Reader query: how to cope with disturbing information about mentor

A reader writes:

About 6 months ago, I learned that my undergraduate mentor in philosophy routinely slept with his female students, during my time at the university and for many years beforehand. He never made any even slightly inappropriate advances towards me, and he spent an enormous amount of time and energy mentoring me and supporting me through grave doubts about my abilities as a philosopher – indeed, had it not been for him, I would never have considered graduate school, and would not now have the Assistant Professor job that I love so much. He was always exceptionally kind, supportive, and sensitive to (and indeed often a champion of) feminist concerns. Over the past six months since learning this information, though, I’ve felt deeply hurt and betrayed, and have at times started to doubt myself in all of the old ways. Was I not in fact a good philosopher in undergrad? Was he only as supportive as he was because I was young, and female, and conventionally attractive? Did my other professors take me less seriously as a philosopher because they assumed that I was sleeping with him, too? The part of me that remembers how close our relationship was believes that he would feel deep regret if he knew how his actions affected past (and present?) students like me, but the part of me with more distance doubts that anyone who routinely slept with the 20-year-olds he taught could possibly care. I’ve wanted to get in touch with him recently, to tell him how hard his behavior has been even on students like me with whom he had a fully appropriate relationship, in part because I feel a responsibility to try to get him to change his behavior if he still does this to students. But is it utterly naive to think that getting in touch with him would have any positive affect? And might there be any negative repercussions to doing so that I’m not thinking of? (He’s not a particularly successful or influential philosopher, so I don’t think that he would have any ability to harm my career.)

Please leave your thoughts in comments, but absolutely DO NOT reveal identifying information about other similar situations (or this one, for that matter).

14 thoughts on “Reader query: how to cope with disturbing information about mentor

  1. If you feel confident that you turned into a capable professional, then allow that to be the evidence that he engaged with you because you had potential. the truth is that you will never know for certain, and at this point in your career it likely does not matter anyway

  2. People are complicated. They do good and bad things. I suspect that at least some/many people who engage in iffy sexual behaviour with students probably think that it’s ok because it’s – as they see it – consensual. Even if they know it’s not really ok, it doesn’t mean they’re a bad person through and through. (Although some may be) I think you should set your self-doubts aside. If your mentor was always appropriate with you I think you can take it as being the kind support that part of you feels it was. I know this is easier said than done, but if others in the department thought less of you because they thought he was sleeping with you, then that’s their problem. It sounds like you’re doing well now, so as the commenter above suggests, (i) they’d be wrong; and (ii) if they did think that, then ask yourself, why didn’t they intervene?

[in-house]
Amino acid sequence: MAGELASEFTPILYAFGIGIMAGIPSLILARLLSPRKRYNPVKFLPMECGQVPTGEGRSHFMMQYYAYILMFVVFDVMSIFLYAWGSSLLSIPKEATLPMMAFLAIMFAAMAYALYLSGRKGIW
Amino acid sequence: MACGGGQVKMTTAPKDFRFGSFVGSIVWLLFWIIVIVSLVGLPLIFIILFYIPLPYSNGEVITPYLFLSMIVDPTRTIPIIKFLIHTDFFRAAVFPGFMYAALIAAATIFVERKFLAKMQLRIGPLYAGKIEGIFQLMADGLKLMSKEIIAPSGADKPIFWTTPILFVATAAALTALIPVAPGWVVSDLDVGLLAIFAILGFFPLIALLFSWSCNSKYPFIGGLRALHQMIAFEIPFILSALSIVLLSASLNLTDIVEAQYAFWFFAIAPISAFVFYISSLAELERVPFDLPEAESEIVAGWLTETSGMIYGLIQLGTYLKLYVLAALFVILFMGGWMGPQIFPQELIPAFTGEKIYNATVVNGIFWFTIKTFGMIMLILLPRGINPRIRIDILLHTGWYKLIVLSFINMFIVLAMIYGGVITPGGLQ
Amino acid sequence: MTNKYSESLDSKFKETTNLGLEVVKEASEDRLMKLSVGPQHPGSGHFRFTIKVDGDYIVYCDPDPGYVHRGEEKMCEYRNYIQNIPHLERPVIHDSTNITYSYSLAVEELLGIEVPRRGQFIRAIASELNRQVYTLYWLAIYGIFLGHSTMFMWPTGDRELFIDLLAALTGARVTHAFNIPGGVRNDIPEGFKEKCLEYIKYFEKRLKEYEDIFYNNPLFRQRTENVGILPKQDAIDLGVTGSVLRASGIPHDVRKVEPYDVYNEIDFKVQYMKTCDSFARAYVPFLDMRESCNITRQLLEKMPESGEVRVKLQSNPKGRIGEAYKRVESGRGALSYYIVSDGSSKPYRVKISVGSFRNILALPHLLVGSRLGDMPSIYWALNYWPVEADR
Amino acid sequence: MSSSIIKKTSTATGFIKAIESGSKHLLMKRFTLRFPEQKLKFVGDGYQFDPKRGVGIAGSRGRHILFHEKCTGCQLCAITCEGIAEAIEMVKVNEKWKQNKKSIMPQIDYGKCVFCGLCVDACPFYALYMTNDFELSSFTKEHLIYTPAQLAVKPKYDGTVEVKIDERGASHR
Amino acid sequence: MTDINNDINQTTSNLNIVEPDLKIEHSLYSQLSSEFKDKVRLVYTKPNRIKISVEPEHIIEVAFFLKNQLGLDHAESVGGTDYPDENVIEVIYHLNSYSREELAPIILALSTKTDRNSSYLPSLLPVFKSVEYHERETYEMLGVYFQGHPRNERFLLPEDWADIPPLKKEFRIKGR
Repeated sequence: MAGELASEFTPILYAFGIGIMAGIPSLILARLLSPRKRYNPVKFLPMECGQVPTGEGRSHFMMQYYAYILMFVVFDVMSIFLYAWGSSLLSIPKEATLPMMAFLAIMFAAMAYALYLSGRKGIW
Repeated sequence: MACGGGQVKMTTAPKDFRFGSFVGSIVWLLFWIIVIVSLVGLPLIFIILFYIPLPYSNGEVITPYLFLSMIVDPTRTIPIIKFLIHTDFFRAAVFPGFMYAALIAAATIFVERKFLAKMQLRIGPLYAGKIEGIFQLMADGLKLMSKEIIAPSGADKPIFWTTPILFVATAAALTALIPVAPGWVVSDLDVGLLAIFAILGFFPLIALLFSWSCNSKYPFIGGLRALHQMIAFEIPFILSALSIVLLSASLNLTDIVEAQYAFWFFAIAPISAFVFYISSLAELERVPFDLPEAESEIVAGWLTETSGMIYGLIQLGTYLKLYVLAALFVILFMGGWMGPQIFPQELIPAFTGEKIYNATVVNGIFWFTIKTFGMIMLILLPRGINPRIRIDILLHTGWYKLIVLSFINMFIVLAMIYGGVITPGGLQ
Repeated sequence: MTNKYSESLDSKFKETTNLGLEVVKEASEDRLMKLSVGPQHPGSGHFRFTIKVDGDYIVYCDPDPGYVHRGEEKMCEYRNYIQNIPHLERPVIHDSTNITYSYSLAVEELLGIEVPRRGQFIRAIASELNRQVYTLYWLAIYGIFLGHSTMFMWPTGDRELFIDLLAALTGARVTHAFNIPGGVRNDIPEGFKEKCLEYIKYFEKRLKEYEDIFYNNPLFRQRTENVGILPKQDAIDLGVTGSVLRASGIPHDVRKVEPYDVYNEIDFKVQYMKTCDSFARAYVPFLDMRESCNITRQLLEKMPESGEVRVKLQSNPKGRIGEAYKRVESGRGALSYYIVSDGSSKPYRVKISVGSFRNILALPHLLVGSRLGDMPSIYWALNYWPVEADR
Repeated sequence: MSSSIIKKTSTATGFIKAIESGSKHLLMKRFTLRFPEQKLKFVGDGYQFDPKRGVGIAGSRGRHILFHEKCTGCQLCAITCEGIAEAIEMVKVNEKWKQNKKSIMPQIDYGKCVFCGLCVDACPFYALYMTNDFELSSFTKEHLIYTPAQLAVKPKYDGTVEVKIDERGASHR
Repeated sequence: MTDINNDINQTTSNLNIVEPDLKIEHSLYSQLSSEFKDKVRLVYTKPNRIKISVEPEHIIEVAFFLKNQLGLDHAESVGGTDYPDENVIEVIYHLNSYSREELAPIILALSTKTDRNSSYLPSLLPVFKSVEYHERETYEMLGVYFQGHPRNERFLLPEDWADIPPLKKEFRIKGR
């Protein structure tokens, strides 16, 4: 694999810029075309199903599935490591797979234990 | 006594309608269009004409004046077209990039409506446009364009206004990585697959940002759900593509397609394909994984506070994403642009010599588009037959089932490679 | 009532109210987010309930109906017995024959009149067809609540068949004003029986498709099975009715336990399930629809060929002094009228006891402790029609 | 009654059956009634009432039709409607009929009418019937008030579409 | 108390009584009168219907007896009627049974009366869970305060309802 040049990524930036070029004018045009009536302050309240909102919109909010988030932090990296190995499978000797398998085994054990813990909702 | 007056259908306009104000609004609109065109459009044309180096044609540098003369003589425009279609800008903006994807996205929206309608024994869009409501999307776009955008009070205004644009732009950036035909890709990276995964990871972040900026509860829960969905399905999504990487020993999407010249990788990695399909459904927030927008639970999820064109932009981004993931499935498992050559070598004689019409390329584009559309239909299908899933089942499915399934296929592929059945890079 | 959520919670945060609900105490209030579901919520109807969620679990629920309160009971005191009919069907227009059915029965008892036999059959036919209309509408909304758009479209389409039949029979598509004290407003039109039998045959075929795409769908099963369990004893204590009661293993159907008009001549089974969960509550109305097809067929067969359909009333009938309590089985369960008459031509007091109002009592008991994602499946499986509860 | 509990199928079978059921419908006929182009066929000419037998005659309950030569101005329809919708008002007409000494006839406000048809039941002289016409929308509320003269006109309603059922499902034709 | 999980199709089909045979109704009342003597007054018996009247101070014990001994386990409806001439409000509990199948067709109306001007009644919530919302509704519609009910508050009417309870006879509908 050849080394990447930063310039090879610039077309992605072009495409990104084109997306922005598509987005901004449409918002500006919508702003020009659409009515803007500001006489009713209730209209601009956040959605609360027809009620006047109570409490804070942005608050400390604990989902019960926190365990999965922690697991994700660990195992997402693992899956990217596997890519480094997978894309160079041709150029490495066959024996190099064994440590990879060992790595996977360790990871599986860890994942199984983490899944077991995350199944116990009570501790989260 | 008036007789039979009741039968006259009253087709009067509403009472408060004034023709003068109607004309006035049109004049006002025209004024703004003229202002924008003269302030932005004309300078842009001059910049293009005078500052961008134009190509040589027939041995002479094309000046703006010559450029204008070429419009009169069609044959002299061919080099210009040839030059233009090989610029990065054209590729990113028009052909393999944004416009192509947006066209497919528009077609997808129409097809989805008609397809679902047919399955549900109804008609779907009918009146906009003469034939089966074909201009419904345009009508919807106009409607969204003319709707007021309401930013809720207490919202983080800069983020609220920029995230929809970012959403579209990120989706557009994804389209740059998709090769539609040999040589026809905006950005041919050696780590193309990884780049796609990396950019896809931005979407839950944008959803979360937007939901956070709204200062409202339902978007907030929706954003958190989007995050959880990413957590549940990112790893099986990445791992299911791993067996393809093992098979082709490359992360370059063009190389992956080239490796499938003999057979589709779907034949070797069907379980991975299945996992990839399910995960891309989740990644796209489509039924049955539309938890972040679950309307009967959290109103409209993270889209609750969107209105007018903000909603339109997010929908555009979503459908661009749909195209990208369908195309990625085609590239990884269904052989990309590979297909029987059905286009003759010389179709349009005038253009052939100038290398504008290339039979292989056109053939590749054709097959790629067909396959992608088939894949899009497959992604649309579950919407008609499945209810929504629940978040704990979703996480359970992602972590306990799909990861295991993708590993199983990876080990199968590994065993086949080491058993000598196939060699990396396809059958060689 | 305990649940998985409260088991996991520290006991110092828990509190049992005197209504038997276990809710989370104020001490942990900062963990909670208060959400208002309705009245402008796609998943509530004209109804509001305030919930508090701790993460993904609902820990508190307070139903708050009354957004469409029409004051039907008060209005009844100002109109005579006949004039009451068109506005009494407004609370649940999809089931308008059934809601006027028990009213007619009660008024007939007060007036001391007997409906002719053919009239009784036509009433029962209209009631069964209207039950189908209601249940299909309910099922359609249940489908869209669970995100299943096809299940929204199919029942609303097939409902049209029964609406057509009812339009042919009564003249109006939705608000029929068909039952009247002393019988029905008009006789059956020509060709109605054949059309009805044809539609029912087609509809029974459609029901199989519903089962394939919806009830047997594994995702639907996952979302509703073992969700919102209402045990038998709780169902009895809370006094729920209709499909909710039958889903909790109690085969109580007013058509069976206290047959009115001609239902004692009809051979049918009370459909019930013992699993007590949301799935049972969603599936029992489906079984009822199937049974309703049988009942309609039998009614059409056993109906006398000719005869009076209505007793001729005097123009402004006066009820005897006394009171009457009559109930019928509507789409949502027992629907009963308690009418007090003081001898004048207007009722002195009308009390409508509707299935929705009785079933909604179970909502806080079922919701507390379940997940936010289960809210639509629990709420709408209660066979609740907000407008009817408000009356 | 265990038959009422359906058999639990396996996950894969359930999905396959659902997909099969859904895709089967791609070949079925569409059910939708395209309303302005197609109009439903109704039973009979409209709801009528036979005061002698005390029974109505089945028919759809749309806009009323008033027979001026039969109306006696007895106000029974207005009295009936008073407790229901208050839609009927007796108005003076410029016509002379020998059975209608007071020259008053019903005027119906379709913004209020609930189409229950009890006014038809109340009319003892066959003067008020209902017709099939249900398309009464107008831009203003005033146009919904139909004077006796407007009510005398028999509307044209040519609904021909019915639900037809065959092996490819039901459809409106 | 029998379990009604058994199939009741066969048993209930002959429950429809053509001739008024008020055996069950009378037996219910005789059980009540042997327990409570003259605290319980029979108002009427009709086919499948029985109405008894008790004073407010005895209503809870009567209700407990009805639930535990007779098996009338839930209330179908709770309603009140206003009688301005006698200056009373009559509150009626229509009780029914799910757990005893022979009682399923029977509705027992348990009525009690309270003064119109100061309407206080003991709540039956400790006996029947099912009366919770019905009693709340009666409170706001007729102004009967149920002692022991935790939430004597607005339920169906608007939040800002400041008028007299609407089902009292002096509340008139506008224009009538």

I’ve been in a similar-ish situation: someone who I later discovered had/has a dubious reputation was very kind to me when I was in a difficult position and tried to protect me from some nasty goings-on. I think he did this out of genuine kindness, not because I was (at the time) young, and female.

    Whether to contact your old mentor: I’m not sure. I can imagine a defensive reaction that won’t lead to anything constructive. No advice on that score, I’m afraid.

  3. Hiya,

    That’s a tough situation. Looking at your doubts, I hope that cognitively you recognise their weakness even if they are powerful affectively. Just to affirm:

    Was I not in fact a good philosopher in undergrad?

    You obviously are now, so this, in a sense, doesn’t matter. Most of us would not want to be judged by our quality as undergrads and those who do may not be as capable now.

    And I do mean obviously. You’re clearly capable enough to finish a PhD and secure a job.

    Was he only as supportive as he was because I was young, and female, and conventionally attractive?

    Undoubtably, his motivations were a mishmash of complex factors. But, in the end, you transcended any possible taint of his possible compromised motives. You showed yourself worthy of such support even if your ex mentor proves not worthy of your regard.

    Did my other professors take me less seriously as a philosopher because they assumed that I was sleeping with him, too?

    Even if they did, again, you clearly transcended that. You’ve made your own professional self and it’s clearly rather successful.

    Of course, it’s really horrible to have formative and cherished experiences compromised in this way. You certain deserve to grieve some for that lost and, in fact, be rather pissed off at your ex mentor for his obviously and basic unprofessional behavior. But I don’t see that there’s anything there that should undermine your self-esteem or the regard of any colleagues.

    As for whether to confront him, that’s a really tough question that depends a lot on the particular situation (esp yours). If he’s not in a position to continue the behavior, I think that should reduce the pressure.